A lot of people demand that those who feed dogs must then take responsibility for housing them. I may give money to a beggar – do I have to provide him accommodation as well? Many of the people who share food with animals are neither well off themselves nor live in bungalows. Rather than appreciate what they are already doing, we blame them for not doing more! Those who object the most to this charity, are the ones who do nothing to help anyone themselves.
A second criticism of dog feeders is that they must be responsible in case of any biting incident. Most feeders do take this responsibility but it is illogical. If I give a beggar food, shall I be held responsible if he later robs a house? Dogs are naturally friendly animals and do not bite unless severely provoked. It is certainly not the feeder’s fault if neighbours throw stones or brandish sticks at the dog which makes him to react in self-defence.
It is equally unreasonable to insist that dog feeders must pick up the faeces from public spaces like parks and open ground of the dogs they feed. You can expect that from the owners of pet dogs. Nor do we set such standards of cleanliness and hygiene for ourselves. Our parks are littered with plastic in spite of bins being provided. Nobody is penalized for littering. Dog faeces is organic and will mix into the soil and turn into manure. Plastic and glass will not.
All of these are not because we really object to dogs or dirt or noise or anything. At the end of the day, it is simply power play. People at the bottom of the pile - henpecked husbands, menial employees, people who command no power or respect, the great unloved - need to vent their frustration somewhere. These become child, wife and animal beaters. Since those who are sensitive to animal suffering are perceived to be ‘softies’ they make easy targets.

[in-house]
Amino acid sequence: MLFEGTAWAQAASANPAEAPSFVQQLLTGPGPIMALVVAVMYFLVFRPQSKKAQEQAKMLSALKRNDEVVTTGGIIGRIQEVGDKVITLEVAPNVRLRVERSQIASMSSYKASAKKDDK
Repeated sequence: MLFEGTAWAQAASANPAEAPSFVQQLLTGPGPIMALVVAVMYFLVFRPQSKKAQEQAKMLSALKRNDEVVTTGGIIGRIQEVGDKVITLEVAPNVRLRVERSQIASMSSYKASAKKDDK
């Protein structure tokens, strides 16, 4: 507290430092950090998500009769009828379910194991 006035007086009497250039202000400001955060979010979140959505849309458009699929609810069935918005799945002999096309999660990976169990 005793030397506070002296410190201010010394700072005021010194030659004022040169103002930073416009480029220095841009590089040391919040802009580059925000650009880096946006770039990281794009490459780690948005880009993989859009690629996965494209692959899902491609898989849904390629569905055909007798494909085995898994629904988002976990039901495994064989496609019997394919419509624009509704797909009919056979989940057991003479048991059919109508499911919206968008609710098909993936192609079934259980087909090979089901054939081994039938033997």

And this is why People For Animals is inundated with such cases. In each instance we have tackled the bully who has either given an apology or desisted from ever troubling the animals or their caretaker again, or else has faced police action. Here are the laws that every animal feeder should be armed with.
Under Section 428/429 IPC, it is a cognizable offence to hit /hurt, maim, injure or kill any animal. Offenders may be immediately arrested. It is also a criminal offence under Section 506 IPC to threaten, abuse or harass anyone for feeding an animal. The court has termed feeding homeless animals a social service and directed the police to protect those who do it. Anyone obstructing this work may be prosecuted.
The most important thing to understand is that compassion and courage are two sides of the same coin. Those who care about animals and take the time and trouble to help them deserve our strongest support, encouragement and admiration.
People who help people are routinely applauded and awarded. Helping animals is a long and lonely struggle. This is what makes it a far greater service than any other and one that needs to be recognized and rewarded. The next time you see someone feeding an animal, be sure to give them a smile.